In May, the lockdown eased a wee bit and I seized the first opportunity I could to get out and do a spot of painting. I wanted something within easy distance of Pilton where I live so I pulled out a map and studied my options.
I eventually plumbed for the ancient village of Corfe and its ruined Castle in Dorset. I have always wanted to visit Corfe but have never really got around to it for some reason or another. So. as covid has hammered home the lesson of ‘no time like the present’, off I went.
The story of Corfe goes right back to pre-history, and substantial evidence of settlement by the Romans has been found in the form of pottery and copper they used to make their bronze weapons and tools.
The first mention of of the castle was in the time of Alfred the Great when he built “Corffe’s Gate” in the 870’s, aiming to discourage Danish raiders.
The big build began during the Norman Conquests of course, by Henry I, the son of William. Henry left no legitimate male heir so his daughter Matilda took the crown.
Moving into the medieval period Corfe castle was expanded further and was used as a Royal Castle and viewed as secure enough for King John to keep the crown jewels there.
It then passed through Plantagenet hands to Henry Tudor (VII), and from there to the infamous Henry VIII. It then went to his daughter Elizabeth 1st who must have tired of it as she sold it to her Chancellor, Christopher Hatton, who fortified it further to defend against the Spanish Armada that never came.
The English Civil war
Corfe Castle is most famous for its part in The English Civil war in the 17th Century. At this time is was owned by Sir John Bankes, Lord Chief Justice to King Charles I.
Whilst he was out fighting, the defence of the castle was left to his wife Mary Banks. She became a bit of a royalist hero as she held out for two years, through two sieges, and so became known as ‘Brave Dame Mary’.
She was however, eventually betrayed by one of her own officers, Colonel Pitman who snuck through Parliamentarians in disguise. The defenders lost the ensuing battle and the castle fell into Parliamentarian hands.
Following an Act of Parliament, the Castle was then blown up from the inside by engineers leading to the thrilling ruin we see today.
I decided to paint the view looking up from the outer bailey to the up to the ruins of the keep.
Once the main ideas were down, I climbed up to the keep catching views right across Dorset and beyond. From there you can really appreciate why it was such a valued position for a defensive structure in the days before cannon. It really does command the terrain.
The Swanage Railway
As I was walking back down the hill from the keep, I passed through the outer Bailey and below I saw stream rising from a train on the Swanage Railway.
This was one of the two daily steam trains providing a 40 minute service between Norden Park & Ride at Corfe Castle, Harmans Cross and Swanage. It was an incredible sight, an idyllic British scene showing the pure white plumes of steam and the hills of Dorset rolling into the distance, just like a 30’s railway poster.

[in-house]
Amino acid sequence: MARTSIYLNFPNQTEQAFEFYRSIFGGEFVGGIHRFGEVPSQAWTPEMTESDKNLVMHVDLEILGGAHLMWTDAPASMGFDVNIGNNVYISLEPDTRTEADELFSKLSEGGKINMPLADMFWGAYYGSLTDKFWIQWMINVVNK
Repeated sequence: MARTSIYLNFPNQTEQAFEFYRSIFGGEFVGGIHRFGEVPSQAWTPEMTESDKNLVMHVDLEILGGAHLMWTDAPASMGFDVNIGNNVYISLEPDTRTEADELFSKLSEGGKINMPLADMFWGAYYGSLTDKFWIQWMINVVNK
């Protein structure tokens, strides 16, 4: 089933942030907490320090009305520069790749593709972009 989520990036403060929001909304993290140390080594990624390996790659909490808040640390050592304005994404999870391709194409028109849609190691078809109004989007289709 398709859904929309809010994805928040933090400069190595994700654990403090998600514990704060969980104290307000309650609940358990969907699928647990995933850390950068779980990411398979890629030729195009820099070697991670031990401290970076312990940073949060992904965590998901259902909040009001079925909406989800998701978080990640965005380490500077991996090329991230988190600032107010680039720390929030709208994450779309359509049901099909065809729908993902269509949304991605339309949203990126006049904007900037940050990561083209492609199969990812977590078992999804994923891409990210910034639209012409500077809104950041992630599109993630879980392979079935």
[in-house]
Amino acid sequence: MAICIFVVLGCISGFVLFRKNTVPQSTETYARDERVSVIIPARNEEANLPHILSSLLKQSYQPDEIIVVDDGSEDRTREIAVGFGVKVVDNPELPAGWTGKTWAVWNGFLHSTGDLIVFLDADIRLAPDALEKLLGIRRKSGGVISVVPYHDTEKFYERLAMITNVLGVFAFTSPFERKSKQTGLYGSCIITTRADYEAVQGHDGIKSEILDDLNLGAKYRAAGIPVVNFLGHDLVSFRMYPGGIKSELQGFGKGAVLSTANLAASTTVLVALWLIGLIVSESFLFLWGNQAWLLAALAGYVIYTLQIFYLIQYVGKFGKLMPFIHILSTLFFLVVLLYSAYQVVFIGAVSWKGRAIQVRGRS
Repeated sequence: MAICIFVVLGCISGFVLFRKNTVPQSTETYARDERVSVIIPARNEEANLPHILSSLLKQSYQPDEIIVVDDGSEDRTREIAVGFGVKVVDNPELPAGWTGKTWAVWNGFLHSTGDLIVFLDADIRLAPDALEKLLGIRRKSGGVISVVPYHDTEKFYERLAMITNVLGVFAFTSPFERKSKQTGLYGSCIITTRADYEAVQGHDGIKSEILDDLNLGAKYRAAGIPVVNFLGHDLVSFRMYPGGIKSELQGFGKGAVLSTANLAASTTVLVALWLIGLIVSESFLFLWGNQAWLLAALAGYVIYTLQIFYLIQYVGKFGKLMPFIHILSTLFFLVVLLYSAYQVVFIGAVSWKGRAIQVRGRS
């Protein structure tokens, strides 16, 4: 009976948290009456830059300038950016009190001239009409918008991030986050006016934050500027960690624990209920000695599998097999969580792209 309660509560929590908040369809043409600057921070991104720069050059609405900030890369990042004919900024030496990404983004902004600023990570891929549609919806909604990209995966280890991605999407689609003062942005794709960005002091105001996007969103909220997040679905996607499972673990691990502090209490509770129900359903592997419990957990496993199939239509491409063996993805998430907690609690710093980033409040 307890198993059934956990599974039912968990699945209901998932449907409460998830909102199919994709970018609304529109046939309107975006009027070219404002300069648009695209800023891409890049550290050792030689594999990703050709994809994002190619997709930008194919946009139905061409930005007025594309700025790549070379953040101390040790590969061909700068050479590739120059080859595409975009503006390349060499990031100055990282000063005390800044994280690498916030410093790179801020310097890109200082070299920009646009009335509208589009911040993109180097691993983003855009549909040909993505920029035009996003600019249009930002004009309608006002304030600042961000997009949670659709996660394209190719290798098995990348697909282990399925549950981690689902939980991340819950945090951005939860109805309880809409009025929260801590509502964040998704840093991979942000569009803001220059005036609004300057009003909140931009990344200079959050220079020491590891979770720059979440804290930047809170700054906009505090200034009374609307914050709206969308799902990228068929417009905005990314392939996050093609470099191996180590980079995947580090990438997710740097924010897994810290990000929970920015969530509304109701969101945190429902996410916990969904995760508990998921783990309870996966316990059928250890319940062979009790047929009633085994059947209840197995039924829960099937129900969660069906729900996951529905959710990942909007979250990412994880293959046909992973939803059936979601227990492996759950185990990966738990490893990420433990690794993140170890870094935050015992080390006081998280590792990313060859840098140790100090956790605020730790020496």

I didn’t get to visit the station even though it has fine views across to the Castle, with the station itself being a wonderful recreation of a 1950s design. I must go back to ride on the train one day. Only 22 minutes to Swanage.
The Dorset Landscape and Vineyard Farm
Looking down from the castle you can see the ragged shapes of the Jurassic landscape stretching out to Poole Harbour. Due to the nature of this landscape it’s not really practical to have vast open fields as they do in some parts of, say, Wiltshire. Here, the ancient small holdings still remain and the hills are crisscrossed hedges interspersed with gorse and outcrops of Purbeck limestone.
Below the castle you will find Vineyard Farm which is owned and hired-out by The National Trust. They have a page on their site which reads.
“Vineyard Farm is a pretty thatched cottage situated just below Corfe Castle. The cottage takes its name from the castle’s vineyard, which was located in field nearby. The cottage boasts wood burning stove and large, traditional inglenook fireplace.”
If you have such a powerful castle such as Corfe Castle, you will always gain a substantial community huddling in the safety of its shadow. And Corfe village grew along with the castle.
Much of the central part of the village has been preserved, now making it’s trade through tourism rather than farming. I rooted around the village for something to paint, considering the Church of St. Edward for a while, but in the end I decided on a village shop.
Outside there was a sign which proclaimed ‘350 different types of Gin!’. Prior to getting down to work, I had a quick look inside.
Yes they had the usual staples like washing up liquid, tins of food, sweets etc. etc., but it was fair to say that most of the shelves were dominated by about 350 different types of gin.
Cromwell would not have approved…
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